But this time, I can just refer to my September 16, 2012 self for the answers. If I trust my year-ago post, I discover that, in fact, three days off during recovery isn’t going to flat-line my fitness.

That is, assuming history continues to repeat itself. But hey, crazier things have happened.

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I lied, fellow runners: I’m totally still going to ask for your input. Do you power through a cold or let your training take a breather until you’re well?

Races Running

Fun Run

Close your eyes and picture yourself doing something fun.

What do you see?

I see myself picking crabs with seven of my favorite people on a screened porch on Labor Day. I see myself watching a Harlem youth choir back up the Lumineers while I’m knee-deep in mud at Governor’s Ball. I see myself drinking a cold beer with friends on a Brooklyn rooftop watching the sun set over Manhattan.

I see you opening your eyes and reading this text even thought I explicitly asked you to keep them closed. Cheater.

Now close your eyes and picture yourself doing something fun – as a nine-year-old. How does the line-up change?

I see myself barreling toward safety on the other side of the flagpole during a summer camp evening of capture the flag. I see myself racing up an alley during a neighborhood-wide game of tag in my Sunday best because my sister and I wanted to play more than we wanted to change. I see myself sprinting down a Delaware beach dragging a kite behind me that – just at the right moment – will catch the breeze and lift off.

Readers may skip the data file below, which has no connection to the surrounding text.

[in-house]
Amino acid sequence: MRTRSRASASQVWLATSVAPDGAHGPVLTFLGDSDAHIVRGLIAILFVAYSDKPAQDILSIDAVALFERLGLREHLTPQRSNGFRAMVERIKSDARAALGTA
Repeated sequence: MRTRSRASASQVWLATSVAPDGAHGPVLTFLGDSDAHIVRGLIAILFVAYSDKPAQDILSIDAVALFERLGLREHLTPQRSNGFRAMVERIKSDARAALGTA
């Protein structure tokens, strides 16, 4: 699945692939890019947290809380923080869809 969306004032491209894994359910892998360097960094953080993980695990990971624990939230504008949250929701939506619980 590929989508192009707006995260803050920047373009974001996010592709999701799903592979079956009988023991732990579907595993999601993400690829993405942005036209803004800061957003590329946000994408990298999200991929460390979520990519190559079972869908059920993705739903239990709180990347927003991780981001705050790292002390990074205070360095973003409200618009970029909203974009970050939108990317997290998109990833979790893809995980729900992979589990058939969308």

There’s nothing wrong with either set of memories, but I can’t help but wonder: when did enjoying ourselves go from an active activity to a stationary one? When did lounging with friends surpass chasing them down in terms of entertainment? When did running stop being “fun?”

As a two-time-marathon hopeful, I can tell you I still enjoy running immensely and for a whole host of reasons. Take Friday’s 17-mile long run, for example. Taking me across a cool and breezy Central Park, down the West Side Highway at sunset, past the World Trade Center and Statue of Liberty, and back up the East Side, I returned to my neighborhood feeling accomplished and strong and refreshed and prepared, not to mention ready to eat a sandwich in bed.

But while my weekend run was a lot of things, would I call it “fun?” Was it “fun” to pace myself with a Garmin for three hours, especially once my legs grew tired? Was it “fun” running past all the outdoor happy hours and live music concerts without stopping? Was it “fun” having the same Barenaked Ladies song stuck in my head from mile 2 to mile 17?

Fortunately, Friday night’s long run wasn’t my only scheduled run this past weekend. I was also slated to run 3.1 miles on Saturday morning, and Saturday’s run wasn’t just any run: it was a color run.